Top positive review
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Gives a first look at an important subject
on 11 April 2013
In "Big Data", Mayer-Schönberger and Cukier discusses the shift in our society towards the ability to generate, store and analyze considerably larger amounts of data than before. There has been a trend towards more data for decades (even centuries, I suppose), but recent technological advances has given rise to a visible qualitative shift in the way which we manipulate data. Statistics used to focus more on getting the most out of few data, whereas in recent decades, there has been rising interest in trying to get information out of large, unruly sets of data (often labeled "machine learning" or "data mining"). The information extracted in such cases are often more vague, but as the authors argue, can nonetheless, based on sheer size and available computing power, lead to essential insights.
Most of Mayer-Schönberger and Cukiers book consists of discussions of examples where an innovative use of a large, unwieldy data set yields large insights or value added. The examples are diverse, ranging from air-ticket price prediction to constructing ocean navigation maps or predicting exploding sewer lids. They make it quite obvious that the usefulness of big data is not a hypothetical future possibility, the data are with us now, are already a part of our society, and will only increase in importance in the future. These facts make the book relevant: Big data is a rising trend, and the more people become conscious of this, the more we'll be able to harness its potential.
The book is not flawless, however. There were two main points which I found problematic:
1. The authors divide their discussions into basically seven chapters on the benefits of big data, two on the dangers of big data, and finally a summing up. The first seven positive chapters are very positive indeed, highly extolling the applications of big data, while the two negative are very negative, somewhat dramatizing the dangers (using Robert McNamara's "body count" obsession from the Vietnam war as an example of how not to use data). This all-or-nothing view felt somewhat schizophrenic to me. I realize that this is meant as a pop science book, but I would have preferred a more academic, objective tone of analysis. As it stands, the authors come across as somewhat uncritical of the practical limitations of big data. For example, big data yield the possibility of detecting subtle associations which otherwise might have gone unnoticed, but also comes with the danger of false positives. This means that problems cannot necessarily just be solved by "throwing more data at them". The authors do not reflect critically on such problems.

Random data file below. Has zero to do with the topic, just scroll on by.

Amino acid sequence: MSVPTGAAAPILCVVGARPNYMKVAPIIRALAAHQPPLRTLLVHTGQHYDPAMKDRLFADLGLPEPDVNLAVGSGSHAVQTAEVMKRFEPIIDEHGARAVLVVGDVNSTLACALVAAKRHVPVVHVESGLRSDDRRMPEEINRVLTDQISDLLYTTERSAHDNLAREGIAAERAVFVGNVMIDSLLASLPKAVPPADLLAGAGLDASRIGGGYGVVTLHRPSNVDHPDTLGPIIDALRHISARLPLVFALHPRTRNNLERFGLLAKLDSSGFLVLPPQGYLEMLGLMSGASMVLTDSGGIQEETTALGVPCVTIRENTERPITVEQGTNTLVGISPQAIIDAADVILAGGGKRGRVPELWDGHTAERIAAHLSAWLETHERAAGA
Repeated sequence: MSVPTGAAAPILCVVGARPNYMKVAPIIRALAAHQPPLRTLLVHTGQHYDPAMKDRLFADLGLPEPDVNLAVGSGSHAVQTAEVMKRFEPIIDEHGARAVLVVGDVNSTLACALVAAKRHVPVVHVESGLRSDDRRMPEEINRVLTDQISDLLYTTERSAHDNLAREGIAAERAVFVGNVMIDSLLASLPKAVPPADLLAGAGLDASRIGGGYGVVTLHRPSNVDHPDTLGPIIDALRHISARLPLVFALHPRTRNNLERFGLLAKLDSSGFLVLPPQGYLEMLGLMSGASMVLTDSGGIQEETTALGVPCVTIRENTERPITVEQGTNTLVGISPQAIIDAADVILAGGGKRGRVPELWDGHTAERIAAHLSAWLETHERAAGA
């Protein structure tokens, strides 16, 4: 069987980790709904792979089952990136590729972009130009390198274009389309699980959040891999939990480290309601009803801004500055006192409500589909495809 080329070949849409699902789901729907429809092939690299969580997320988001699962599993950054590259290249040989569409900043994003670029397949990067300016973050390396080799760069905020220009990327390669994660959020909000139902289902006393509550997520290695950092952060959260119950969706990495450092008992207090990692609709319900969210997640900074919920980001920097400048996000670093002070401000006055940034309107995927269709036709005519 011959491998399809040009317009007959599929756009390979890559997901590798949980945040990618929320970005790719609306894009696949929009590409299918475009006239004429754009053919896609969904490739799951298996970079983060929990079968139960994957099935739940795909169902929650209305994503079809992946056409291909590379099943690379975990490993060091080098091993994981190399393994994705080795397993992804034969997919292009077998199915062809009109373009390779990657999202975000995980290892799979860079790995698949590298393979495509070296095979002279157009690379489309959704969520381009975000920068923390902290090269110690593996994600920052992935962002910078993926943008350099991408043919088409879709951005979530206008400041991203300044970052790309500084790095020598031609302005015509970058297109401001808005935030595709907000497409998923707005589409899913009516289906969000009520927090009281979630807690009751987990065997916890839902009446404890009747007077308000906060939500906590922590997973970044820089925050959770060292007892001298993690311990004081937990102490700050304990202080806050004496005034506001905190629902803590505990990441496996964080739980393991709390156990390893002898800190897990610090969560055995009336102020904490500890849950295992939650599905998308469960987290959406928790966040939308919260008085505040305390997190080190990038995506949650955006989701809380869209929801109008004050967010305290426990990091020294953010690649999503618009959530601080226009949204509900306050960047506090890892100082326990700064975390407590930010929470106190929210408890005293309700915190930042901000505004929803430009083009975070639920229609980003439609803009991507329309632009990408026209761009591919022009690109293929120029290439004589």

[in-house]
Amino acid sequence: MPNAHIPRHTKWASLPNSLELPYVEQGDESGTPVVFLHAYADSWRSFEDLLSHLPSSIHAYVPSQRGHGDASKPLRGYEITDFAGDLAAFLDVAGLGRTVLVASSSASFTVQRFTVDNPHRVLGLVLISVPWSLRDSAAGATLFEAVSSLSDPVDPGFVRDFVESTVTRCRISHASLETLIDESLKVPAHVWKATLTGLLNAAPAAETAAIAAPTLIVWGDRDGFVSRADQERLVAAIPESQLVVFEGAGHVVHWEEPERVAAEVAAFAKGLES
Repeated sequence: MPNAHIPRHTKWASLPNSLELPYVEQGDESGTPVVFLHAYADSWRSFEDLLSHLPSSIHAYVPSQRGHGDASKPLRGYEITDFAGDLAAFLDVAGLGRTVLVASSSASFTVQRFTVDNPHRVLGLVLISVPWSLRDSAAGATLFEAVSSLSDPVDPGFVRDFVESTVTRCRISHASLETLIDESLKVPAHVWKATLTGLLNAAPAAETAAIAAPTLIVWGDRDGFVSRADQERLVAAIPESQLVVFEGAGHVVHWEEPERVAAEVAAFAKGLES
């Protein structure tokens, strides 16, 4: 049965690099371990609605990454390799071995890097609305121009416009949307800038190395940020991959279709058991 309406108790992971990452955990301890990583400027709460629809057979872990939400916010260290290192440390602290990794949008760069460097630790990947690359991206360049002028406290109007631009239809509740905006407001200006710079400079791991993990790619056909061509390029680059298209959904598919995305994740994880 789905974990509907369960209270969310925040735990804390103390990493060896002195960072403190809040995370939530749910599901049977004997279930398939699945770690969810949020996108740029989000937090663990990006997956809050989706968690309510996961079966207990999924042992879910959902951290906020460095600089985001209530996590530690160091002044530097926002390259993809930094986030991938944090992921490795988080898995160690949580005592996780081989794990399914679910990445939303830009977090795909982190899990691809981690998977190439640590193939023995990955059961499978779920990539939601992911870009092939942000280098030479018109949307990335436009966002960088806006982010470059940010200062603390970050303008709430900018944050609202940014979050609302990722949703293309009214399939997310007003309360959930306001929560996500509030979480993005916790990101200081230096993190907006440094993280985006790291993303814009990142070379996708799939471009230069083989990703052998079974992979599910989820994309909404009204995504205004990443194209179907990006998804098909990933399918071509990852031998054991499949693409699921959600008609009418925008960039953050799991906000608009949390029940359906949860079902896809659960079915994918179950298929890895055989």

2. At several points throughout the book, the authors write that one of the enabling factors of the usefulness of big data is a shift from causation to correlation. Many machine learning techniques (indeed, the majority of statistical techniques) only yield associations (correlations, in the words of the authors), not causation. The authors invites us simply to accept that we should not concern ourselves overly with causation, as correlations suffice. This is misleading. Noncausal analysis suffices when we wish to predict something. Here, machine learning techniques work well. Causal analysis is necessary when we wish to understand possible effects of interventions, for example when we give cancer patients chemotherapy. Here, we desire to understand the causal effect of the therapy. The traditional way to obtain this is through comparatively small and expensive randomized experiments. Identifying correlations in observational data, which is what most of the examples in the book are about, simply does not suffice. In boldly claiming that we should shift our attention from causation to correlation, the authors overplay their hand: Our interest in causality precisely shows that big data has its limitations, and these limitations should not be handwaved away.
In spite of these concerns, however, the authors should ultimately be commended for writing one of the first layman's books about one of the most important technological trends in our society. The book is not perfect, but is nonetheless filled with great examples of how big data can be used to solve otherwise very difficult problems, and discusses many of the benefits and drawbacks of big data (the drawbacks being for example privacy issues and society reacting to "predicted" actions instead of actual actions). If you are interested in an overview of how the increasing generation and analysis of data is influencing and will continue to influence society, then this is a good buy.